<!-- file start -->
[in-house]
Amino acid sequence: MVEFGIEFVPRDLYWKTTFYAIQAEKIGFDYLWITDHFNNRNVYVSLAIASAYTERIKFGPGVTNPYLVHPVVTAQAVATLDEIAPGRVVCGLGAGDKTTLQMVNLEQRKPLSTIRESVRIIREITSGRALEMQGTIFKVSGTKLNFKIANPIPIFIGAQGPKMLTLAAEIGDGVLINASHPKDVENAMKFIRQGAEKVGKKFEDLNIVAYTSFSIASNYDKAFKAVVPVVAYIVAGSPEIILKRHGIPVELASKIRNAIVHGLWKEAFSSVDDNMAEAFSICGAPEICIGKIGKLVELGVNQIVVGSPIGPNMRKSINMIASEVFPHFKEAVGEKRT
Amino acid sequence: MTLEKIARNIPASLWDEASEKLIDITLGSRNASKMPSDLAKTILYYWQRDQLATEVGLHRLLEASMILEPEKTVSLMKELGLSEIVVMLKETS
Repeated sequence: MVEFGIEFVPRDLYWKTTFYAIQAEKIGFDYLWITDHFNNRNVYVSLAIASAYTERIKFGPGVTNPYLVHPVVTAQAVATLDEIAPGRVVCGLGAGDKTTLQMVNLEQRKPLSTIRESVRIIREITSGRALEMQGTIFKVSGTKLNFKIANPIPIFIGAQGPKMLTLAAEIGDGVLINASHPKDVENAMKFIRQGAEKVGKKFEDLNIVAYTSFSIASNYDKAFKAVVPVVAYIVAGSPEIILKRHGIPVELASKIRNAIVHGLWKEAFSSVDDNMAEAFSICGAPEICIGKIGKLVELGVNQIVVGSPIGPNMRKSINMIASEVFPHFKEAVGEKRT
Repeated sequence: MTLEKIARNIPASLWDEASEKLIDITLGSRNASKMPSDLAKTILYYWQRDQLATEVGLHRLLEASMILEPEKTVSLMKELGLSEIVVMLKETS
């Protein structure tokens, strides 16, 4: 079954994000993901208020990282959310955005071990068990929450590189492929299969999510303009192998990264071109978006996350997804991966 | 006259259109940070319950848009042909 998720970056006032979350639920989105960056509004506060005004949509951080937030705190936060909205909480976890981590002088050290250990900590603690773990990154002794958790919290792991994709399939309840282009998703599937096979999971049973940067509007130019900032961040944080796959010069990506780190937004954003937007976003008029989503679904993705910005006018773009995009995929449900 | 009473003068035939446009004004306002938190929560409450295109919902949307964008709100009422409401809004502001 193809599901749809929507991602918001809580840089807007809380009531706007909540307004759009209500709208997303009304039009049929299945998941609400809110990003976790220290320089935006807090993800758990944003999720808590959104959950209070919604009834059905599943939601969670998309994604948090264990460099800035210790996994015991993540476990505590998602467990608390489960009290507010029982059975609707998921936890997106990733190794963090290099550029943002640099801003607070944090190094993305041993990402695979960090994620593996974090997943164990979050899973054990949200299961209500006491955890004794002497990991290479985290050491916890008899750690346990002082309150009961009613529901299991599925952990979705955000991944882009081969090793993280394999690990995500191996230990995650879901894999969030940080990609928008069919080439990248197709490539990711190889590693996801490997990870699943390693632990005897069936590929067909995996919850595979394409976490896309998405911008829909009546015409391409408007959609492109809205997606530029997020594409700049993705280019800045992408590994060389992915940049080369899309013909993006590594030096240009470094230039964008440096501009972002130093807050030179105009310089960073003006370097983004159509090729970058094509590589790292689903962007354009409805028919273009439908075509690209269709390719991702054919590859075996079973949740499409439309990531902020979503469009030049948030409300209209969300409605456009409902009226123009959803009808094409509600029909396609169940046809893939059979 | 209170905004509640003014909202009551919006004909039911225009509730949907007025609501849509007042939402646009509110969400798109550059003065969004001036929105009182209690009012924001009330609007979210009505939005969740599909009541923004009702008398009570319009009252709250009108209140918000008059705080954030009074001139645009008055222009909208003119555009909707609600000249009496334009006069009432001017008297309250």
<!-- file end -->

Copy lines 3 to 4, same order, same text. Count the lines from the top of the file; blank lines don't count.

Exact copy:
Amino acid sequence: MTLEKIARNIPASLWDEASEKLIDITLGSRNASKMPSDLAKTILYYWQRDQLATEVGLHRLLEASMILEPEKTVSLMKELGLSEIVVMLKETS
Repeated sequence: MVEFGIEFVPRDLYWKTTFYAIQAEKIGFDYLWITDHFNNRNVYVSLAIASAYTERIKFGPGVTNPYLVHPVVTAQAVATLDEIAPGRVVCGLGAGDKTTLQMVNLEQRKPLSTIRESVRIIREITSGRALEMQGTIFKVSGTKLNFKIANPIPIFIGAQGPKMLTLAAEIGDGVLINASHPKDVENAMKFIRQGAEKVGKKFEDLNIVAYTSFSIASNYDKAFKAVVPVVAYIVAGSPEIILKRHGIPVELASKIRNAIVHGLWKEAFSSVDDNMAEAFSICGAPEICIGKIGKLVELGVNQIVVGSPIGPNMRKSINMIASEVFPHFKEAVGEKRT